Security in healthcare: Prevent infant abductions with RFID tags

by Mac Thompson on Jan 20, 2015 2:30:00 PM

prevent infant abductions with RFID tags

According to the National Center for Missing & Exploited Children, 132 infants have been successfully abducted from healthcare facilities in the past 30 years (as of September 2014). The good news is that there have been zero abductions from healthcare facilities since 2012, most likely because hospitals are embracing security measures such as enhanced visitor management processes and RFID-based asset tracking technologies.

In order to deter infants from being removed from a postnatal ward without authorization, every baby wears an ankle band outfitted with an active RFID tag that transmits data to a real-time locating system (RTLS) application hosted on a PC. The active tag within the band sends “presence signals” every few seconds to provide the system information about where in the building the tag is located, similarly to how a dolphin would use echolocation to better understand its surroundings. Because these signals are continuously supervised, an alert is produced on the application when the signal is lost and an alarm sounds when the band is tampered with.

A less well-recognized oversight regarding infants in healthcare facilities includes mother-baby mismatch incidents. With a similar RFID tag embedded within a bracelet worn by the mother, she is assured that no inadvertent switch has taken place as long as a green indicator light is illuminated on both bracelets.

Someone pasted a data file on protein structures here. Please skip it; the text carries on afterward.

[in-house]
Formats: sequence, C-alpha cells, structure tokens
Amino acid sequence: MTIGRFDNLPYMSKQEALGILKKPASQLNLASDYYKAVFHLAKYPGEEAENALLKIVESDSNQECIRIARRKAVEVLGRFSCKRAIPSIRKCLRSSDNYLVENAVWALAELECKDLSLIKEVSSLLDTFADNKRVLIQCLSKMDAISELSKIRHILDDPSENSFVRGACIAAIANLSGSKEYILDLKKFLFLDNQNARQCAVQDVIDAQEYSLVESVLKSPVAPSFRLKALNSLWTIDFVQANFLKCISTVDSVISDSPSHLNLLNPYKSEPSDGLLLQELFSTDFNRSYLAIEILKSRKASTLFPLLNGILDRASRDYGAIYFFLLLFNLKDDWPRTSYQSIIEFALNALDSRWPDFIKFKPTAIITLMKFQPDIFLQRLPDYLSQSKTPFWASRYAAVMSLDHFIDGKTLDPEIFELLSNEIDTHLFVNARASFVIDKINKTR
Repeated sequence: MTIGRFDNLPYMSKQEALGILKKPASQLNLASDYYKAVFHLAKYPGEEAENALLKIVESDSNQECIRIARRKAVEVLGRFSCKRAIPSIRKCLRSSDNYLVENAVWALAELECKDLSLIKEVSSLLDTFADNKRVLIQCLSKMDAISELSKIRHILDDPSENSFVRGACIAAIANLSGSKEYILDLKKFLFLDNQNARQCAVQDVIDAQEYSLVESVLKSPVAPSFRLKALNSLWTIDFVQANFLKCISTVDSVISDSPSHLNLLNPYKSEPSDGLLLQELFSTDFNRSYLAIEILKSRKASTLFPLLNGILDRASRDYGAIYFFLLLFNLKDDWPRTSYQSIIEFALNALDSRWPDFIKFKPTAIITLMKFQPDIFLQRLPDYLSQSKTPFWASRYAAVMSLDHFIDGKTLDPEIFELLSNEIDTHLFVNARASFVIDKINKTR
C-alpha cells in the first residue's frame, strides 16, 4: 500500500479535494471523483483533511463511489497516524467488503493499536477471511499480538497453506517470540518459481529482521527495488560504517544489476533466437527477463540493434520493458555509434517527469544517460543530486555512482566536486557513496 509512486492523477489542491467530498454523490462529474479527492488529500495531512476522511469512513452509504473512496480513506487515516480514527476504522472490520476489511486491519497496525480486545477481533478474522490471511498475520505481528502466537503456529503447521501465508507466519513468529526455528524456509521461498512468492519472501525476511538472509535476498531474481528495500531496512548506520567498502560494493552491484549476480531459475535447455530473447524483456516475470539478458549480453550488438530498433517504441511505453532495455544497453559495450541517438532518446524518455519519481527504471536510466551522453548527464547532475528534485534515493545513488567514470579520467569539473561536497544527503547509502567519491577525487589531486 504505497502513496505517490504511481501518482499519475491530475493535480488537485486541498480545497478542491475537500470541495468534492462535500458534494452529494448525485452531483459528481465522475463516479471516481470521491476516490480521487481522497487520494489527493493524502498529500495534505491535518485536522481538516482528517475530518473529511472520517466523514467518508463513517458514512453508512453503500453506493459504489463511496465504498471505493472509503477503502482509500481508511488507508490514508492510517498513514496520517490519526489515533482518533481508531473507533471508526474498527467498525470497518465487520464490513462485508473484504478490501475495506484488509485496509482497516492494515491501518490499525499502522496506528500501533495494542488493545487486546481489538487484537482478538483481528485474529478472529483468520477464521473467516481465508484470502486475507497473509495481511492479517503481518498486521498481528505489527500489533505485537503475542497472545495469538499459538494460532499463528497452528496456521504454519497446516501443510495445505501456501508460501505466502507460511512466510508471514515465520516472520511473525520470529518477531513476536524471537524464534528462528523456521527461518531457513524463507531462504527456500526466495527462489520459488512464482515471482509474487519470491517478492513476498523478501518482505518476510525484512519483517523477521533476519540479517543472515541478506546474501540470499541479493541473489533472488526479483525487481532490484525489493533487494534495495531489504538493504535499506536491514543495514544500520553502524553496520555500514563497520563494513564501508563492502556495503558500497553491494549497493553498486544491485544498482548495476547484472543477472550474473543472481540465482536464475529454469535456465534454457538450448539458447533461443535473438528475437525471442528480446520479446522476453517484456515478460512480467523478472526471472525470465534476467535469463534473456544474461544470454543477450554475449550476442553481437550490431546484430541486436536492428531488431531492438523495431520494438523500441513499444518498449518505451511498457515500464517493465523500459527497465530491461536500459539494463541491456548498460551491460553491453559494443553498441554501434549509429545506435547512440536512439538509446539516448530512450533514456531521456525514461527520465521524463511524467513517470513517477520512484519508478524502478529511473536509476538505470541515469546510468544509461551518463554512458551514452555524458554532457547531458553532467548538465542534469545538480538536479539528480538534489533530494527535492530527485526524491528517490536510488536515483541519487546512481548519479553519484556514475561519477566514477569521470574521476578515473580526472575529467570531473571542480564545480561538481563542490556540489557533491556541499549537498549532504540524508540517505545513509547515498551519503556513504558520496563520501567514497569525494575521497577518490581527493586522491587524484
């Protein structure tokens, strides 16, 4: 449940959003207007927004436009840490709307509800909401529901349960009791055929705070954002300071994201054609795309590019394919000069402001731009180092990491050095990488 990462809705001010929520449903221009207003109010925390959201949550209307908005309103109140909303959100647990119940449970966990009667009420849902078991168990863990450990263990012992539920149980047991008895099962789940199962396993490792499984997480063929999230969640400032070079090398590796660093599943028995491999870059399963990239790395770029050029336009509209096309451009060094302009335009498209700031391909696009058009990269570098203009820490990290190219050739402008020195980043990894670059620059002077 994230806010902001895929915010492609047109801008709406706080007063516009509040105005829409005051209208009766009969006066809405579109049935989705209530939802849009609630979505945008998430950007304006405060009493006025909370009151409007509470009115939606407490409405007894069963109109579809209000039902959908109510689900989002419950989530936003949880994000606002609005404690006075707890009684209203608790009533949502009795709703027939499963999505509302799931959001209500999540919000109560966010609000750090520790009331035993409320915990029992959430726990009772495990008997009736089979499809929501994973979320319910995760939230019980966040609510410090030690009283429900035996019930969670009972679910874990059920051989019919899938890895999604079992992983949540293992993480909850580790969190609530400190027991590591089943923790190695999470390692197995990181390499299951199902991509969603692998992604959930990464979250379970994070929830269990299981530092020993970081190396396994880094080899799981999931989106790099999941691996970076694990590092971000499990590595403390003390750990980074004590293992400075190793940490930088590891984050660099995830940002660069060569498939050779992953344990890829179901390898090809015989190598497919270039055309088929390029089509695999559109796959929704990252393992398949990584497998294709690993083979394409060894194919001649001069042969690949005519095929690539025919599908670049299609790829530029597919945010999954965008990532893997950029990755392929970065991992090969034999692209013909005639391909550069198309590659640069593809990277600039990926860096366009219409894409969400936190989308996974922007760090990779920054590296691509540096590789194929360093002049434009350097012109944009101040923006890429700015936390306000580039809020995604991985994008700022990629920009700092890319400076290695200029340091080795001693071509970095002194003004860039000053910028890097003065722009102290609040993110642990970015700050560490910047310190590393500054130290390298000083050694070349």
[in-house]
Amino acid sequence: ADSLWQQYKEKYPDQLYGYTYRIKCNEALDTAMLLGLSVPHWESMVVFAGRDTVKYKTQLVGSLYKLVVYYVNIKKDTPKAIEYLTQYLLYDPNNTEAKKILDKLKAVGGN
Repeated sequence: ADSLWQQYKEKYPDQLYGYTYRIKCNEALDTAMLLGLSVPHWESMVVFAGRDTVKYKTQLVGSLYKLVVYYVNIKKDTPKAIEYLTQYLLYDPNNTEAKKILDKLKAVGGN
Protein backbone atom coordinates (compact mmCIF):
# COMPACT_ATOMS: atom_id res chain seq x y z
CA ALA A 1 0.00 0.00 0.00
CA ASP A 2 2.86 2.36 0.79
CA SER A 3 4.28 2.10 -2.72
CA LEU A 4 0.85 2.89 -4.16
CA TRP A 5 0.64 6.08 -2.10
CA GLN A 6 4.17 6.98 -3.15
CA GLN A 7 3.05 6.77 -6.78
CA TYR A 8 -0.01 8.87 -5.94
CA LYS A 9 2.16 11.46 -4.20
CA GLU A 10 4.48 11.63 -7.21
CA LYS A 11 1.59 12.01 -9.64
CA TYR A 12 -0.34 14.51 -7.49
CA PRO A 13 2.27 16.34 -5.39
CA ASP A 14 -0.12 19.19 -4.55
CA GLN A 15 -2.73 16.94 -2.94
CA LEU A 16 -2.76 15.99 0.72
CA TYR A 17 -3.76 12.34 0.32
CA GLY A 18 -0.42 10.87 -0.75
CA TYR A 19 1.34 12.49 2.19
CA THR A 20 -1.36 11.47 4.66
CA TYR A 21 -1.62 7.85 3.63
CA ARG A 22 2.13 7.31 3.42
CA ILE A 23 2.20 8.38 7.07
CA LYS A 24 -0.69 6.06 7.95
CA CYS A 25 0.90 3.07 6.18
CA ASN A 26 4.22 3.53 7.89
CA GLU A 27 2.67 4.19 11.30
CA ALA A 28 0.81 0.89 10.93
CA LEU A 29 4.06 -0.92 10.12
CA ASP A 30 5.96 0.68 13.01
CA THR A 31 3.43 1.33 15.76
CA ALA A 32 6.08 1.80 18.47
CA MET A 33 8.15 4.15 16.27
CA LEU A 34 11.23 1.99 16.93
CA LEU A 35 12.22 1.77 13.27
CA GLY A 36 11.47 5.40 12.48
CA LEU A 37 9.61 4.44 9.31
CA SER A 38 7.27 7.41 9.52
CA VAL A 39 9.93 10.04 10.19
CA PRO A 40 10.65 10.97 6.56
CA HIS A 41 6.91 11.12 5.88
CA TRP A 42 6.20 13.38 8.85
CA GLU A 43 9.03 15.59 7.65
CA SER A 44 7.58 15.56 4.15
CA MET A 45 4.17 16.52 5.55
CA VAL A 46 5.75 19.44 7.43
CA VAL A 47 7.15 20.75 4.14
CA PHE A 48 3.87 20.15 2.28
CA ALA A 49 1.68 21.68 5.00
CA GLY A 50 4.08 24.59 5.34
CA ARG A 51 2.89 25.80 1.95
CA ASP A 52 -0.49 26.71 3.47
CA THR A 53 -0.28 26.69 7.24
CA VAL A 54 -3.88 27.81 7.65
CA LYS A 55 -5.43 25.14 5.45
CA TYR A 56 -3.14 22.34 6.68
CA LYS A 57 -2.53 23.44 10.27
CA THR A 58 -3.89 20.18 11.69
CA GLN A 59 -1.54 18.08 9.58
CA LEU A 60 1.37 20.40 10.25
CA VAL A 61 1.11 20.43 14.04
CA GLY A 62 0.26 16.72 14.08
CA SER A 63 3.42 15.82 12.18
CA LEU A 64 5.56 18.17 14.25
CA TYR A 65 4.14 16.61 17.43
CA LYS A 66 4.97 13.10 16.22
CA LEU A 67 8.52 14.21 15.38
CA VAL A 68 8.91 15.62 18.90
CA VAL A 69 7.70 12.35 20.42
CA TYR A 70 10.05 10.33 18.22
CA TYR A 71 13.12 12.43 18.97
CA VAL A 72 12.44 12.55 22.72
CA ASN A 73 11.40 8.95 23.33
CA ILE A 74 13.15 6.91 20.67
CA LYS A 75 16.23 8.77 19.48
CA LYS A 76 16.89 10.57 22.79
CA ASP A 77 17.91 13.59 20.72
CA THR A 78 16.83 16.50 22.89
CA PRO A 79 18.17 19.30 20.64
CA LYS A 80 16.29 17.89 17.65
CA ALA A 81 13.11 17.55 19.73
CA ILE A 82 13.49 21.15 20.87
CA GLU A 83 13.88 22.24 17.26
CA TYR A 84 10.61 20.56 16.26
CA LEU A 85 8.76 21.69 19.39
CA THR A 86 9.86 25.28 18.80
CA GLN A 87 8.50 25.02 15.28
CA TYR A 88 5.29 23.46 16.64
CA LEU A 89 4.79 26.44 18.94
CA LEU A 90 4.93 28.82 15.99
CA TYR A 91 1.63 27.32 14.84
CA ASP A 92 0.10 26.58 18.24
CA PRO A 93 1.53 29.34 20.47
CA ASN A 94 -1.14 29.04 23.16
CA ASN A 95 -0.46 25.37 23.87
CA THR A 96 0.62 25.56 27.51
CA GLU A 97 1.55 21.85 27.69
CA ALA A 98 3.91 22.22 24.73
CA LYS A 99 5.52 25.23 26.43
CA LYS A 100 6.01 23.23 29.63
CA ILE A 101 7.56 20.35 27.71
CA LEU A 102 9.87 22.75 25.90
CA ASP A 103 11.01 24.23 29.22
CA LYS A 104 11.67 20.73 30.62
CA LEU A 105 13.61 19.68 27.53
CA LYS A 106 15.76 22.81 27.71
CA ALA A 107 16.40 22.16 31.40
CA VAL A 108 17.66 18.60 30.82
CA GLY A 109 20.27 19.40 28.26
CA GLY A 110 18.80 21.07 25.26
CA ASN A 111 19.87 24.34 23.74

Using an extensive set of policies and procedures along with electronic monitoring and tracking systems will provide the most comprehensive form of infant abduction prevention and security within your healthcare facility. For more information about enhancing visitor management processes for healthcare, check out our blog post, "Violence in the emergency department: visitor management systems." Also, feel free to review this infographic from the National Center for Missing & Exploited Children that describes how the typical infant abductor looks and behaves to better understand how to prevent future abductions from taking place:

Infant abductor profile

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This post was written by Mac Thompson

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